3. Who’s on first? – This may seem trivial, but missing contact information is a ubiquitous problem that creates constant friction. With territories, account assignments, and staffing in constant flux, it’s almost impossible for an agency to keep track of their sales representatives. Submitting the “advertise with us” form is guaranteed to land you at the lowest priority.  Sometimes a program will get replaced in the media plan just because it’s too much of a hassle to get connected. This hurts everyone.

4. The never ending media plan – The RFP process is notoriously slow. It may take a media planner two weeks or more to “herd all the cats” and get all the responses needed for their media plan. This is a waste of time and energy that could be better used do develop and execute a strategy.

5. No soup for you – It’s really frustrating for a media planner when a publisher does not respond at all. To fight the “spray and pray” approach mentioned above, publishers are getting smarter about which RFPs they respond to. The emerging best practice is to ignore most RFPs and only engage with those that meet strict criteria. To get a high response rate, planners need to be sure to limit sending RFPs to only high probability programs. Otherwise, they risk being ignored and labeled an RFP spammer.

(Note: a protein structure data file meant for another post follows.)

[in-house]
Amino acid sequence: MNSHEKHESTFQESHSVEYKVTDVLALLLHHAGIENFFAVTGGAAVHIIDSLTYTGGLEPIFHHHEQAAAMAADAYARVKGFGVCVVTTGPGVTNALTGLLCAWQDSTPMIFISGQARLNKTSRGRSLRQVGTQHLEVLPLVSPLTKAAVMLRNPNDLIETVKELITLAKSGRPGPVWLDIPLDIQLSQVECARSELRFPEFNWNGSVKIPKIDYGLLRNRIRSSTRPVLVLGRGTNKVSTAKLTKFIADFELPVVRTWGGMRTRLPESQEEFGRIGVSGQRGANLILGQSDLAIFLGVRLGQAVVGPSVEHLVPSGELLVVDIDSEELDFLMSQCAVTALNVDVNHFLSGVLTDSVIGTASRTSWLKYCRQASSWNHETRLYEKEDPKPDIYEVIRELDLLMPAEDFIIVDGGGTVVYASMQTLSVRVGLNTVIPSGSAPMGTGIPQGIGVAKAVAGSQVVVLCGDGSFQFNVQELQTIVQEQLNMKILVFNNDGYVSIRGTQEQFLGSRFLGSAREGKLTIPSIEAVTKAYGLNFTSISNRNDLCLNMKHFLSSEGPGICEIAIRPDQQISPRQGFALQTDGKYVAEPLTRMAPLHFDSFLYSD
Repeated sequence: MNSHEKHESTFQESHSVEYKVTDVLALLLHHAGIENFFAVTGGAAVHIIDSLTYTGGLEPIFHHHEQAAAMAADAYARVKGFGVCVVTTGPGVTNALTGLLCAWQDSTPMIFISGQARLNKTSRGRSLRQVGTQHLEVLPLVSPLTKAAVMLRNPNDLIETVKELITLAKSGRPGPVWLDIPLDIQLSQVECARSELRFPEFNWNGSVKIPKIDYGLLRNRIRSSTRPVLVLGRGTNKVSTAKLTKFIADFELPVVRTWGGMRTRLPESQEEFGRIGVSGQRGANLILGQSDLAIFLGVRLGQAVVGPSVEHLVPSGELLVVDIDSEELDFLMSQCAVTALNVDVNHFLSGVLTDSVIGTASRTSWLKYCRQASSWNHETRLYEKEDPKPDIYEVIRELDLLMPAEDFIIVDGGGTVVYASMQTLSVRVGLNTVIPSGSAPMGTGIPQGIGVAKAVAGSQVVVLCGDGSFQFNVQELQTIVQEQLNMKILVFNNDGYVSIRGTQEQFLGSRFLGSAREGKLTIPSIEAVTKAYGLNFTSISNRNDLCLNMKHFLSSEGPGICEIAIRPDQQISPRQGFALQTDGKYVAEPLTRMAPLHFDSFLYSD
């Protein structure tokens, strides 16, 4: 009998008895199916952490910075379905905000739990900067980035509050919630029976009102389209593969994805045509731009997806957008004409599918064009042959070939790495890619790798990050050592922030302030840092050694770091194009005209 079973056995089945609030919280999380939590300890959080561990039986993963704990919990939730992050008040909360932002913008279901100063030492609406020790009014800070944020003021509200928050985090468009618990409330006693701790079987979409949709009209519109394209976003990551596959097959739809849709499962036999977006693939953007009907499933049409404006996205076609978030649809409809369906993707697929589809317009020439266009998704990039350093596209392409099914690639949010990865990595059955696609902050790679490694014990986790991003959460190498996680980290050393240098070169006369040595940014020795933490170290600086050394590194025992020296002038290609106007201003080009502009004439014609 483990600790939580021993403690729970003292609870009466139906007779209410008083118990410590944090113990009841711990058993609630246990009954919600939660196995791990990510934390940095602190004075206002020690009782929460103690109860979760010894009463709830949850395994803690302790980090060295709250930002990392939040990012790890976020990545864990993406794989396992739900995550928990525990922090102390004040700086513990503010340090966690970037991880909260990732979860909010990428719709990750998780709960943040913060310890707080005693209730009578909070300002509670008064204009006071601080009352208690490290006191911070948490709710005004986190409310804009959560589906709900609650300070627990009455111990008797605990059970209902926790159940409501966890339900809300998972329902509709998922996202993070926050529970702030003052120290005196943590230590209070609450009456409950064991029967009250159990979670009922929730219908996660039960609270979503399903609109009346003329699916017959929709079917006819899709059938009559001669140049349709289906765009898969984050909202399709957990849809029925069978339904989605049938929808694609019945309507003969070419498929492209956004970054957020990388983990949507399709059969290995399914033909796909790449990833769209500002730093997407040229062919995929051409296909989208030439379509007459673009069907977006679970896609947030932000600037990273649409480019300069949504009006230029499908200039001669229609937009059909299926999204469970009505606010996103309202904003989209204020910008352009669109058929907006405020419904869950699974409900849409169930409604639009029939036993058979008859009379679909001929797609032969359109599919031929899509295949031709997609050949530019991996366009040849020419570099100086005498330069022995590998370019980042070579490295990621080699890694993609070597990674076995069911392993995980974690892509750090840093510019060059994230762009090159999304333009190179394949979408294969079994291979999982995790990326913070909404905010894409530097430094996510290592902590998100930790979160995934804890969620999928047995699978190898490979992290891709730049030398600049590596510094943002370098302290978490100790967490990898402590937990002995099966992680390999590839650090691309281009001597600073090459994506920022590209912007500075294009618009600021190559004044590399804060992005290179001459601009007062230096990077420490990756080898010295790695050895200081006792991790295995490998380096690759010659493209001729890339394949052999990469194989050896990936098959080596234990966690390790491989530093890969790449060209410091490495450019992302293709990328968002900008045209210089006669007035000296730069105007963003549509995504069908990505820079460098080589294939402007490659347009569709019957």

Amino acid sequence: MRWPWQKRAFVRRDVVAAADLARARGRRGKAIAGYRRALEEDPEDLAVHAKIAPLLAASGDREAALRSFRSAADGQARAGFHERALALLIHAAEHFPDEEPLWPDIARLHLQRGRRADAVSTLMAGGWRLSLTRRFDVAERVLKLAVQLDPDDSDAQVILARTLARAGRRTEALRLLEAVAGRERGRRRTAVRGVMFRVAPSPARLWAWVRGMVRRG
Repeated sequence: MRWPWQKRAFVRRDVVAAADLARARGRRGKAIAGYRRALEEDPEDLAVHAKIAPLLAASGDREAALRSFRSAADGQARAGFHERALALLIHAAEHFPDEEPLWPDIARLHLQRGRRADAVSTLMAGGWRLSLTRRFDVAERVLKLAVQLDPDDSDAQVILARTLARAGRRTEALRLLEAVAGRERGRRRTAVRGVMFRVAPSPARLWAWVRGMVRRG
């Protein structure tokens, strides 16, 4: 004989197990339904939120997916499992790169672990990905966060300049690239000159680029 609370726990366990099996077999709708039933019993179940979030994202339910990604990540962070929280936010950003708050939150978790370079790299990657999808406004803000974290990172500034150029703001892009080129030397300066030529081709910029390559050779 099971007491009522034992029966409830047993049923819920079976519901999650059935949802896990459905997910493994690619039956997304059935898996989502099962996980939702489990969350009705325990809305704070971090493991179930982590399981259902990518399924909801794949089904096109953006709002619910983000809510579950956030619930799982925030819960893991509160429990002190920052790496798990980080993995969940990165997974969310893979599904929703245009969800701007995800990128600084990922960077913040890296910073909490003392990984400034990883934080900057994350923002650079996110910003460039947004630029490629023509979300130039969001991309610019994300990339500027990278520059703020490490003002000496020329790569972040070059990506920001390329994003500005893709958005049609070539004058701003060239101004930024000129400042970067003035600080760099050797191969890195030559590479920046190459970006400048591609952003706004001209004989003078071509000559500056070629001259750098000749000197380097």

6. Square peg in a round hole – Despite explicit instructions in the RFP, proposals often come back in a variety of incompatible formats (e.g. Word, PDF, PowerPoint, Excel). This creates extra work for the buyer: they have to reconcile and standardize the information for client presentation. This is a big waste of time for the planner.

7. Incomplete – The RFP asks 20 questions, but the proposal only answers 13 of them. This puts the media planner in a difficult situation. Do they go back to the publisher and ask for answers to the other 7 questions? Or do they drop them from the plan? Both sides are to blame for this problem. Planner should avoid asking too many unnecessary questions in the RFP. Sellers needs to be more diligent in their replies.

8. Wasting time – The RFP process is time consuming for both buyers and sellers. For a buyer, it typically takes 38 hours across 4 job functions to conduct the RFP process. For a seller, it typically takes 4 hours to respond to an RFP with a proposal. A campaign with 10 RFPs consumes 78 hours of work for buyers and sellers.

9. Wasting money – RFPs are expensive. It typically costs agency more than $3,018 per campaign in labor to perform the RFP process, which is often passed along to the advertiser with a markup. Sellers collectively spend at least as much bringing the total to more than $6,000 per campaign.